and claims You in my deep,
it squanders itself as radiance upon their frames.
And my senses, which darken so soon,
are without a home and parted from You.
In saying, “The wall is built up from Your paintings” I believe Rilke is referencing the religious iconography he experienced while in Russia. Rilke seems to be suggesting that our very attempts to capture the divine can often be a stumbling block or a barrier to experiencing God. Translator Mark S. Burroghs suggests that the “prayers” reveal “[Rilke’s] desire to loose God from the conscious realm of the intellect, to seek the divine not through concepts or doctrines but rather in the experiences communicated in ‘the deep,’ by means of images and metaphors….We encounter this God in the ongoing experience of creation, and above all in the primal darkness that represents each new experience of beginning. ‘The dark of God’ is not sheer absence but is rather a gesture toward a presence we can ‘sense’ but cannot know: ‘Don’t let go of me with Your hands,’ he cries, ‘for I am night from Your night.’….Darkness allows for the emergence of this ‘second life’ in our experience; it is the place of every new beginning, according to Rilke.”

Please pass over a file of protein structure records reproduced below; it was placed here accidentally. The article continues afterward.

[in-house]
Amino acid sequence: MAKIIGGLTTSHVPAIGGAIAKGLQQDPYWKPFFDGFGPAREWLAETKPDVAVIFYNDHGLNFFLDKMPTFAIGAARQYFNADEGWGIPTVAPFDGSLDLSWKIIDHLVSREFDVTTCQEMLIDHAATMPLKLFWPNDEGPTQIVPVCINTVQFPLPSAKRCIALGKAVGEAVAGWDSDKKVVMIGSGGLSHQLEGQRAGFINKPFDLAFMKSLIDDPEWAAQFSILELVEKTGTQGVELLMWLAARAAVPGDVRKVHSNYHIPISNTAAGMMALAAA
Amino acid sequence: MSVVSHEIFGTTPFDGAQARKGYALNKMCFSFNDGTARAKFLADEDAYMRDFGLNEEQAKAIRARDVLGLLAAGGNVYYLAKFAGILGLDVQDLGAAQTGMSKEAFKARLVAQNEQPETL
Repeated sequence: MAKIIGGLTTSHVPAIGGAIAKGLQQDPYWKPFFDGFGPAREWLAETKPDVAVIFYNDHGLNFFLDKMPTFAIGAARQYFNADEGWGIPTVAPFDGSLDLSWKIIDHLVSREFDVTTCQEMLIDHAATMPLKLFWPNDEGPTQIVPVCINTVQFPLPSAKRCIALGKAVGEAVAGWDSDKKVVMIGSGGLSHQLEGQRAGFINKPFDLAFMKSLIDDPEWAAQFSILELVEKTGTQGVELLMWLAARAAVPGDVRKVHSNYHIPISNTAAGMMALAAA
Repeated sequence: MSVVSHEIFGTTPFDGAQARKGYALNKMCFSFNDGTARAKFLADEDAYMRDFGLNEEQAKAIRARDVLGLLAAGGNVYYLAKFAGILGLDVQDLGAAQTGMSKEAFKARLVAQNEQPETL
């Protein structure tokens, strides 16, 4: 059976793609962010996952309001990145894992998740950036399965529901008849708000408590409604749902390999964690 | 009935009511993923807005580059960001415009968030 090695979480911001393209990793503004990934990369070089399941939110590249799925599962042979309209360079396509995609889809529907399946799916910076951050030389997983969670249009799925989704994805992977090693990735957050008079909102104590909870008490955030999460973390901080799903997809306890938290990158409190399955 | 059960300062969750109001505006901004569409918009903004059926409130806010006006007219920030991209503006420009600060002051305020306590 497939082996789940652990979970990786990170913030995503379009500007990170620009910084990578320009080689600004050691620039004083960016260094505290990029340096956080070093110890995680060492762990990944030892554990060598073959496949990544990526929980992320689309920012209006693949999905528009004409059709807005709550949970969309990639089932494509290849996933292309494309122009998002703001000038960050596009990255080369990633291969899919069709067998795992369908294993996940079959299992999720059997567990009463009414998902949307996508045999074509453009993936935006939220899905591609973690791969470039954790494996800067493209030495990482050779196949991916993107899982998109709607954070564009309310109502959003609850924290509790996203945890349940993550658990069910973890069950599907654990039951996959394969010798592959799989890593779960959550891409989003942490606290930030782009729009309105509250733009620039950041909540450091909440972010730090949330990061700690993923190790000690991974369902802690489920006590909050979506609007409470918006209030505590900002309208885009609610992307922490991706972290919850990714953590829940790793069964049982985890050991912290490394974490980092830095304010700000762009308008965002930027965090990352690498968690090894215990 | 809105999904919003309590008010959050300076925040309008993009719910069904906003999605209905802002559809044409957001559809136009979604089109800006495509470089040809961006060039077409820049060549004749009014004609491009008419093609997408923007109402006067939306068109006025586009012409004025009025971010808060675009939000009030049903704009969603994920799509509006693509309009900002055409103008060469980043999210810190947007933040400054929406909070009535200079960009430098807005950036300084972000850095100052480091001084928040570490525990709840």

Looking back, I can see that this has been true in my life. Darkness led to the beginning of a renewal in my spiritual life that I now see was desperately needed. Old, bad ideas of God and myself had to be plunged into a dark abyss, in order for the Spirit to hover once again over chaos and wait for the quickening word.
I love the dark hours of my being,
for they deepen my senses;
in them as in old letters I find
my daily life already lived
in pious words, so soft and subdued.
From them I’ve come to know that I have room
for a second life, timeless and wide.
Chris teaches writing and literature to college and high school students. He is the author of several books of poetry, and has released several albums of original music. He is also an amateur photographer, part-time stick-swordfighter, and chai enthusiast. He and his wife Jen enjoy reading, writing, and exploring the cities, coasts, and forests of New England.